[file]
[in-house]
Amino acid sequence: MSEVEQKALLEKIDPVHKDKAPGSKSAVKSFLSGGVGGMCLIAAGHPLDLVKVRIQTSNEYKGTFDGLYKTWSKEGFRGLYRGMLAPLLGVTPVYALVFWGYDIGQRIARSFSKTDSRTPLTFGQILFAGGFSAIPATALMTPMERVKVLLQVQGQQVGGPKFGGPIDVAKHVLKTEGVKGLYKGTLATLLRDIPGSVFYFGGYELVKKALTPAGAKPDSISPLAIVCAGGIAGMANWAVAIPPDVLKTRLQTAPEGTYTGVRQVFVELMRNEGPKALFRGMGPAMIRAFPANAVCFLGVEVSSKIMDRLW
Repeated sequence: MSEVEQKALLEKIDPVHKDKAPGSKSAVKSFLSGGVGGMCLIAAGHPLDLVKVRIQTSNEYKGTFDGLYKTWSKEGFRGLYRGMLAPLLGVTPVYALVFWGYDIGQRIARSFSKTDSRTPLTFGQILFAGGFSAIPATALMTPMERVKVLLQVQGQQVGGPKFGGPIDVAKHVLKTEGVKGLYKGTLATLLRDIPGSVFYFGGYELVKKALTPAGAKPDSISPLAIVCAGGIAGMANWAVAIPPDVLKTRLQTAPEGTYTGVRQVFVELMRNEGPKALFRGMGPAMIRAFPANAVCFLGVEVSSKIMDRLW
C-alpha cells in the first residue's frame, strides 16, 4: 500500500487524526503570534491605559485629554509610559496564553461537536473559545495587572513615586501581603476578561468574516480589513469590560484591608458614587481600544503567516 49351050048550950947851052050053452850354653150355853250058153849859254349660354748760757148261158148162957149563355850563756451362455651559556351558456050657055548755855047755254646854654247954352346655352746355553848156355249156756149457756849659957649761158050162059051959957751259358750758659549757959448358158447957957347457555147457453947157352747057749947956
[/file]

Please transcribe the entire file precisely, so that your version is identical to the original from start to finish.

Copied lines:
[in-house]
Amino acid sequence: MSEVEQKALLEKIDPVHKDKAPGSKSAVKSFLSGGVGGMCLIAAGHPLDLVKVRIQTSNEYKGTFDGLYKTWSKEGFRGLYRGMLAPLLGVTPVYALVFWGYDIGQRIARSFSKTDSRTPLTFGQILFAGGFSAIPATALMTPMERVKVLLQVQGQQVGGPKFGGPIDVAKHVLKTEGVKGLYKGTLATLLRDIPGSVFYFGGYELVKKALTPAGAKPDSISPLAIVCAGGIAGMANWAVAIPPDVLKTRLQTAPEGTYTGVRQVFVELMRNEGPKALFRGMGPAMIRAFPANAVCFLGVEVSSKIMDRLW
Repeated sequence: MSEVEQKALLEKIDPVHKDKAPGSKSAVKSFLSGGVGGMCLIAAGHPLDLVKVRIQTSNEYKGTFDGLYKTWSKEGFRGLYRGMLAPLLGVTPVYALVFWGYDIGQRIARSFSKTDSRTPLTFGQILFAGGFSAIPATALMTPMERVKVLLQVQGQQVGGPKFGGPIDVAKHVLKTEGVKGLYKGTLATLLRDIPGSVFYFGGYELVKKALTPAGAKPDSISPLAIVCAGGIAGMANWAVAIPPDVLKTRLQTAPEGTYTGVRQVFVELMRNEGPKALFRGMGPAMIRAFPANAVCFLGVEVSSKIMDRLW
C-alpha cells in the first residue's frame, strides 16, 4: 500500500487524526503570534491605559485629554509610559496564553461537536473559545495587572513615586501581603476578561468574516480589513469590560484591608458614587481600544503567516 49351050048550950947851052050053452850354653150355853250058153849859254349660354748760757148261158148162957149563355850563756451362455651559556351558456050657055548755855047755254646854654247954352346655352746355553848156355249156756149457756849659957649761158050162059051959957751259358750758659549757959448358158447957957347457555147457453947157352747057749947956